Exchange rate helps farming bounce back

A National Statistics Publication for Scotland.

January 31, 2017


Total income from farming is estimated to have increased by £96 million in 2016, after two years of decline.

The Chief Statistician in the Scottish Government today published Total Income from Farming Estimates for Scotland 2014-2016, which contains near-final estimates of Total Income from Farming (TIFF) for 2015 and an initial estimate of 2016 TIFF. The figures show income fell by 16 per cent in 2015 compared to the previous year, but initial estimates for 2016 suggest an increase of 15 per cent.

Agriculture was worth £653 million to the Scottish economy in 2015, down from £775 million in 2014, with subsidies, milk and barley all seeing big falls.

Although not all the data are yet in, TIFF for 2016 appears to have bounced back to about £749 million, which, once inflation is taken into account, is the fourth highest since 2000. The weakening of the pound following the EU referendum led to improved prices for grain, beef and lamb, resulting in a boost to the value of outputs. Another important effect of the exchange rate was the increase in the value of EU support payments. The 17 per cent change in the exchange rate resulted in total payments increasing by £53 million.

Overall, livestock is estimated to have seen a small increase in value in 2016. The largest sector, the beef industry, again remained reasonably steady in 2016 after initial falls in price in the first half of the year. Output from slaughter or sales of cattle amounted to an estimated £696 million in 2016. However, a more positive pattern was seen by sheep farmers, with an estimated £24 million, or 13 per cent increase in 2016 due to the improved price and increased numbers; this followed on from a four per cent drop in 2015. Likewise both the pig industry and the poultry industry saw a drop in 2015 followed by an increase in 2016, pigs now being worth £89 million and poultry £84 million.

The average milk price fell 23 per cent in 2015, and nine per cent in 2016. This resulted in £126 million, or 28 per cent, being wiped off the value of milk between 2014 and 2016, down to £328 million. Eggs dropped back an estimated nine per cent during 2016 to £83 million.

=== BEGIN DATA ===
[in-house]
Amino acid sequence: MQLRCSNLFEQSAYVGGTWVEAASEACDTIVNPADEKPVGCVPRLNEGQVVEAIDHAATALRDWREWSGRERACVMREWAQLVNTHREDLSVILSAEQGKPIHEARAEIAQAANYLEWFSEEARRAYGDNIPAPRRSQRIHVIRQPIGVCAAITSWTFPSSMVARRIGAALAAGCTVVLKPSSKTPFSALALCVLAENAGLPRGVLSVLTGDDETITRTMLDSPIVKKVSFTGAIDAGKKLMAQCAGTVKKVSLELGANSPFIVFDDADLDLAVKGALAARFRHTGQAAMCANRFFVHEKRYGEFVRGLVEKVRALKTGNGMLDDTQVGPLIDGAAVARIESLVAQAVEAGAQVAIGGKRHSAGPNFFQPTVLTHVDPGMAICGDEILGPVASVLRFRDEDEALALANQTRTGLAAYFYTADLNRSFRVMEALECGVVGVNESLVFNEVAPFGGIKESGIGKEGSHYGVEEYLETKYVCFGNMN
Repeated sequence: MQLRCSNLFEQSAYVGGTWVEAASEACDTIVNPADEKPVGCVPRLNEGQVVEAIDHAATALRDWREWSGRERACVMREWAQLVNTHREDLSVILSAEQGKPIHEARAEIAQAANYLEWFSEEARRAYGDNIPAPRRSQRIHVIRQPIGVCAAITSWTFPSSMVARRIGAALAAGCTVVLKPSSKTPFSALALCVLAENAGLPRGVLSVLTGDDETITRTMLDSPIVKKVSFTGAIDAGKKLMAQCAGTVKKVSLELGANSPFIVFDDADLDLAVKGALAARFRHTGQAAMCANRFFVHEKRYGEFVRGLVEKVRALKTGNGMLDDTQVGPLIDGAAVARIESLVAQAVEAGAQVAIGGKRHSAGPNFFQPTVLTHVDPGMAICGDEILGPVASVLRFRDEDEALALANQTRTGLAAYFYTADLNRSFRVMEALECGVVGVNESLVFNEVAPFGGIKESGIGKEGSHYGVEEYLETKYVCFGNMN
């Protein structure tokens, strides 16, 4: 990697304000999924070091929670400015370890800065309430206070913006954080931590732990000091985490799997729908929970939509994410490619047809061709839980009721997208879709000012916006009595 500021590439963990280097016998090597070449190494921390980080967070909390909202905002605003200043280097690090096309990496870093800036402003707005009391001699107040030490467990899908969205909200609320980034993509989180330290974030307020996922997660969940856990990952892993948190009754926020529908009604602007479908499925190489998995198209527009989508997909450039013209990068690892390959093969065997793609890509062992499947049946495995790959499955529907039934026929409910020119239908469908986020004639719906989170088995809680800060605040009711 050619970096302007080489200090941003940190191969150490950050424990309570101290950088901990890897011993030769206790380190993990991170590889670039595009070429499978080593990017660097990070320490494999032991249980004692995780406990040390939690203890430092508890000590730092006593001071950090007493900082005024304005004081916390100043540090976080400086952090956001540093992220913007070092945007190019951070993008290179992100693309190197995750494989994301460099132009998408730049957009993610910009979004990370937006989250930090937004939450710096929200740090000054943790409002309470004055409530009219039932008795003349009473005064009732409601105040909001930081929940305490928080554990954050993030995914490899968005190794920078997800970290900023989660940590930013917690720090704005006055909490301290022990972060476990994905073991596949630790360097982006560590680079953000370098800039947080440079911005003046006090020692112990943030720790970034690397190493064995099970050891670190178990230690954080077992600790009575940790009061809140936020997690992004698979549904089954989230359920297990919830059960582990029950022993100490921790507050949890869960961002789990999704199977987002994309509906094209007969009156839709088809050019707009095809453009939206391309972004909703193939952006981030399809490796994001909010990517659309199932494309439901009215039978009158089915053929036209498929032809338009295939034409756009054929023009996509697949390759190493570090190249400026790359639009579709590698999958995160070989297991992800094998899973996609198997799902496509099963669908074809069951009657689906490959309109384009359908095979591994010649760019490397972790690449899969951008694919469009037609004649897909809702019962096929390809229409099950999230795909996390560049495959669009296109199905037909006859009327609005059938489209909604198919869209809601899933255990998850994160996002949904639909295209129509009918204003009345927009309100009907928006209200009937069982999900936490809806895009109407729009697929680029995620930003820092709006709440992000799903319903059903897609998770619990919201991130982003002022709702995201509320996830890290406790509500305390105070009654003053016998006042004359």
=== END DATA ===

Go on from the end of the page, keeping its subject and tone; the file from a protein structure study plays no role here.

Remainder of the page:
Cereals fell 12 per cent in 2015 and a further eight per cent in 2016, with barley now worth an estimated £180 million and wheat £104 million. Potatoes saw a boost in 2016, with improved ware prices and volume resulting in an estimated increase of £38 million, or 23 per cent, to £209 million. The vegetable sector saw a small decrease in value in 2015, but looks more positive in 2016, and now stands at an estimated £123 million. Fruit, on the other hand, dropped back in 2016 from the very high value of 2015, and now stands at £115 million, though still on a strongly upward trend.

Total costs were estimated to have fallen slightly in both years. Feed costs fell £49 million in 2015 to £532 million, and may fall further in 2016 to an estimated £515 million. The cost of fertiliser was fairly steady in 2015, but is estimated to have fallen £33 million to £153 million in 2016. Fuel costs fell 17 per cent in 2015 but look like remaining steady in 2016 at £119 million. Labour costs look like increasing only slightly in 2016, to £381 million, following an eight per cent increase in 2015.

Subsidies, including coupled support, amounted to £480 million in 2015 and £533 million in 2016. The 2016 figure, which for accounting purposes is based on the payment year irrespective of when payments are actually made, is made up of £400 million in pillar 1 support, a further £91 million in pillar 2 payments, and £42 million in coupled support.

In the longer term, income from farming has been rising steadily since a dip in the late nineties. However, within that trend the figures have fluctuated from year to year.

The publication also includes a range of related data. This includes comparisons with elsewhere in the UK, which show Scotland and Wales consistently below other areas, with Northern Ireland at similar levels to the lower performing English regions. Scottish regional estimates show that, on a per hectare basis, the highest level of income from farming was in the North East. Productivity indicators, which measure the amount of output per input, irrespective of prices, show improved productivity each year since 2012.

Income from farming information is used to monitor the performance of the industry, but also as part of the calculation of Scottish GDP and in the UK National Accounts. The 2016 figures will be revised next year, once more complete data are available.

The figures released today were produced by independent statistical staff, free from any political interference, in accordance with professional standards set out in the Code of Practice for Official Statistics.



1.            The full statistical publication can be accessed at:

2.            Further information on Agriculture and Fisheries statistics within Scotland can be accessed at:


3.            More information on the standards of official statistics in Scotland can be accessed at:



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